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  1. #11
    Macabre Reputation Thestralis's Avatar
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    Quote Originally Posted by /DG/ View Post
    Honestly, I did this for years and the only time I had ever gotten a bad grade on my papers is when I took a class on Moby Dick (I have no idea why the hell I picked the class). Granted, my education focused on science-based courses and I don't know that I've ever written a paper longer than 10 pages.
    I am a physicist, and have often written papers longer than 10 pages, including a thesis and dissertation, as well as several papers for non-science classes in college. One of my favorites was a comparison of three medieval plays about St. Nicholas, due right before Christmas. That one ran probably close to 20 pgs. Now I occasionally have to write reports longer than 10 pages, though most technical papers are shorter than that.

    Quote Originally Posted by phobik View Post
    This is, ideally, the de facto way to do it right, ime. /thread
    I'm glad you find it a productive approach. I should note, though, that I find it very Ni-Te oriented, so it may not work as well for everyone.

    A case in point:

    Quote Originally Posted by Z Buck McFate View Post
    I've always envied the ability to create an outline as a first step. It makes the whole process infinitely more difficult for me. It's actually easier for me to write the paper first, and then create an outline of the finished paper. (Which is what I need to do when prefacing the paper with an abstract - an outline helps reduce it to bare bones for the abstract).
    No reason this approach can't work for someone who finds it more in keeping with how they operate, especially if they get good results from it.
    They are quite gentle, really, but people avoid them because they are a bit . . . different.

  2. #12
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    Quote Originally Posted by Coriolis View Post
    One of my favorites was a comparison of three medieval plays about St. Nicholas, due right before Christmas.
    That sounds cool. I'd ask you if you'd post it so we could read it, but people plagiarize papers like that off the internet.

  3. #13
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    Quote Originally Posted by Coriolis View Post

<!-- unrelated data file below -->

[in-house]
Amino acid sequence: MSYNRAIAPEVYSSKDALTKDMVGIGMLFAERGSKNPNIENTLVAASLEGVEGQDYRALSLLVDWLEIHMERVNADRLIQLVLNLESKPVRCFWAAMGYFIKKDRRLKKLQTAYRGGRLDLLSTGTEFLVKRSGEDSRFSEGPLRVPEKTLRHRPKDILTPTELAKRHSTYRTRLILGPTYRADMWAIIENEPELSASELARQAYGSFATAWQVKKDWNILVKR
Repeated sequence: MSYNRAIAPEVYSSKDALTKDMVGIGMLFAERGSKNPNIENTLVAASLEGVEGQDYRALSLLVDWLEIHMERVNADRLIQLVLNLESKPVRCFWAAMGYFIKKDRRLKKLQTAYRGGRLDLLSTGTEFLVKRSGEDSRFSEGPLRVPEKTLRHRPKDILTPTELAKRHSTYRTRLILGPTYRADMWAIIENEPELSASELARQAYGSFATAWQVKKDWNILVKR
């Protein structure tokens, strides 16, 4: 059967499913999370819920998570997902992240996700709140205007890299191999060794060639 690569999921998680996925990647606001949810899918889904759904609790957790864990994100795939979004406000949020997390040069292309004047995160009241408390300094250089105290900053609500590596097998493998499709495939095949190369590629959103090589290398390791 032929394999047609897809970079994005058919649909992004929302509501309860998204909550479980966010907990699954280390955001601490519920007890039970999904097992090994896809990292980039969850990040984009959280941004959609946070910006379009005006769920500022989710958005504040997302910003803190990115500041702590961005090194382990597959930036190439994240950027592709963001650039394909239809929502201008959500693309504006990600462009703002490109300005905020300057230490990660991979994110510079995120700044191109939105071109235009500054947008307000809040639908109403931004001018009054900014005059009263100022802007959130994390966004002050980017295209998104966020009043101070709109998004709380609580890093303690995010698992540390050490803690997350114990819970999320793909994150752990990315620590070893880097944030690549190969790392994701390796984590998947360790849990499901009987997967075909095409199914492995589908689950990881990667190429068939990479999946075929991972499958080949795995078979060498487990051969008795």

I am a physicist, and have often written papers longer than 10 pages, including a thesis and dissertation, as well as several papers for non-science classes in college. One of my favorites was a comparison of three medieval plays about St. Nicholas, due right before Christmas. That one ran probably close to 20 pgs. Now I occasionally have to write reports longer than 10 pages, though most technical papers are shorter than that.


    I'm glad you find it a productive approach. I should note, though, that I find it very Ni-Te oriented, so it may not work as well for everyone.

    A case in point:



    No reason this approach can't work for someone who finds it more in keeping with how they operate, especially if they get good results from it.
    I'd agree it's heavy on the Te side, as did most of engineering/academia; NeTi is more about a free form exploration, which in the scope of producing a a paper fits more within a specific part of the execution, like doing research. I do find the documentation aspect quite tedious/not particularly interesting in itself.

  4. #14
    The Bat Man highlander's Avatar
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    Quote Originally Posted by phoenix31 View Post
    If you are in college or were in college at some point, what is/was your process for writing academic papers? How did you organize your information and approach the project? I am just curious if different types approach it in different ways.
    Basically I just do what @Z Buck McFate does. I would start with a bunch of research then just start writing The sooner I get started on this, the better it gets. The best thing I ever wrote, I spent a month on- revisiting and refining for weeks. That was a letter actually. I have used outlines on occasion to get some ideas of main points as well but don't always do that.

  5. #15
    Macabre Reputation Thestralis's Avatar
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    Quote Originally Posted by /DG/ View Post
    I'm not quite sure what kind of point you're trying to make. My method really was just for an undergrad getting by. I've never been a PhD student nor have I have had to write papers for work.
    The point, which I have mentioned elsewhere a few times, is that even people in scientific fields sometimes have to do quite a bit of writing, even as undergrads, something which I did not expect and found a bit discouraging.

    Quote Originally Posted by highlander View Post
    Basically I just do what @Z Buck McFate does. I would start with a bunch of research then just start writing The sooner I get started on this, the better it gets. The best thing I ever wrote, I spent a month on- revisiting and refining for weeks. That was a letter actually. I have used outlines on occasion to get some ideas of main points as well but don't always do that.